Aurora Health Care is one of the most experienced organizations in the nation in developing therapies for patients with life-threatening cancers. At Aurora, vital laboratory-based research is conducted in three primary areas:
- Immunology research is focused on identifying the factors that turn the immune system on and off.
- Cancer immunotherapy research helps create procedures to retrain the immune system to recognize and destroy tumors.
- Endocrine research uses a technique developed by Aurora scientist and Medical College of Wisconsin (MCW) Professor Hershel Raff, PhD, to determine the level of a stress hormone called cortisol saliva.
The immunology research lab studies the human immune system in the clinical setting of transplantation and cancer. Since 1995, the lab’s primary focus has been deciphering the role of the CTLA-4 molecule in immune regulation. Over the past two years, Martin Oaks, PhD, has begun investigations into the effect of glycosylation of antibodies (particularly IgG) on immunoregulatory functions. These studies take advantage of Aurora’s diverse and unique solid organ transplant and immunotherapy programs.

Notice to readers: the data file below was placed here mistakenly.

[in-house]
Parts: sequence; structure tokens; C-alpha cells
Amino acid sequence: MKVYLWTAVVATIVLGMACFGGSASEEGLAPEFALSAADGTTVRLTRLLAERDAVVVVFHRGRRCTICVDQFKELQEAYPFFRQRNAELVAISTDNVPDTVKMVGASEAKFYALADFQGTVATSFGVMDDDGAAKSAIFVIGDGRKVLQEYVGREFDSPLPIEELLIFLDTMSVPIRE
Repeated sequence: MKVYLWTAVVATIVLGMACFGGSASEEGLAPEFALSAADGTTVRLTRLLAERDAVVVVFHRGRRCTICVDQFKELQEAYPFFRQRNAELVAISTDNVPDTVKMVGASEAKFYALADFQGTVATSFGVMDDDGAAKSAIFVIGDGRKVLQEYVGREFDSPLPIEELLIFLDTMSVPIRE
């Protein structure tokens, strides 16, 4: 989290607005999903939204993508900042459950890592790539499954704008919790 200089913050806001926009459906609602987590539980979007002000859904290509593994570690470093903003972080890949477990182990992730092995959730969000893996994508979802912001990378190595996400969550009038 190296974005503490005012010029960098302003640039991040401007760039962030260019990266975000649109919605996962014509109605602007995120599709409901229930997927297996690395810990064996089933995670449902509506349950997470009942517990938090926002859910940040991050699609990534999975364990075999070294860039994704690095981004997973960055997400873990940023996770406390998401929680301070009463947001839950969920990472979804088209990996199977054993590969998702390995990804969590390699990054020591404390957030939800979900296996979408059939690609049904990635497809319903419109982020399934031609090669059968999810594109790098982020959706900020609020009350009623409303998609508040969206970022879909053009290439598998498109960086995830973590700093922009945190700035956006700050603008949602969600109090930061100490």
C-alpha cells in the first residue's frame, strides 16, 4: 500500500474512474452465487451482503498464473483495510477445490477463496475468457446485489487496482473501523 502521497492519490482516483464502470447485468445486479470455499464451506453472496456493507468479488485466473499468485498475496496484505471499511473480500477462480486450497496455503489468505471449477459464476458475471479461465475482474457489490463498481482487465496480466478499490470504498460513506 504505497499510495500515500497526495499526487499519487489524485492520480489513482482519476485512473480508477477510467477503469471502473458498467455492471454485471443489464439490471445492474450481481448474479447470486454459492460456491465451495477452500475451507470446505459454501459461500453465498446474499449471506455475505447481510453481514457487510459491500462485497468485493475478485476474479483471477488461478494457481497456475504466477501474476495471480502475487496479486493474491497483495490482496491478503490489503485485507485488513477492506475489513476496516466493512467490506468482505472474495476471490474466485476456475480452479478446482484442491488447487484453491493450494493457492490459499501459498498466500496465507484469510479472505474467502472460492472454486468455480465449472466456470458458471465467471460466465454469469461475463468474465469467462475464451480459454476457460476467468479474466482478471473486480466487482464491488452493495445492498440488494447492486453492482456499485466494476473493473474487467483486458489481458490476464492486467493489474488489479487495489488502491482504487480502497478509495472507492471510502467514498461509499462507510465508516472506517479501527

The immunotherapy research lab focuses on the modification of the immune response against cancer to improve patient outcome. The three areas of focus are:
- The mechanism of how antibodies targeting tumors influence the immune response.
- How to combine immune modulating antibodies or small molecules to enhance the immune response by stimulating immune function or by inhibiting tumor mediated immune suppression.
- Evaluating the effects of immune modulating antibodies on vaccines that prevent infectious disease in patients that have generalized immune dysfunctions associated with tumor growth or developed during cancer therapy.
The endocrine research lab studies the short- and long-term effects of neonatal hypoxia. The primary focus is the hypothalamic-pituitary-adrenal axis with a particular emphasis on the cellular mechanisms of the synthesis of adrenal steroid hormones. We are also studying the hypothalamic pituitary adrenal axis in critically ill patients.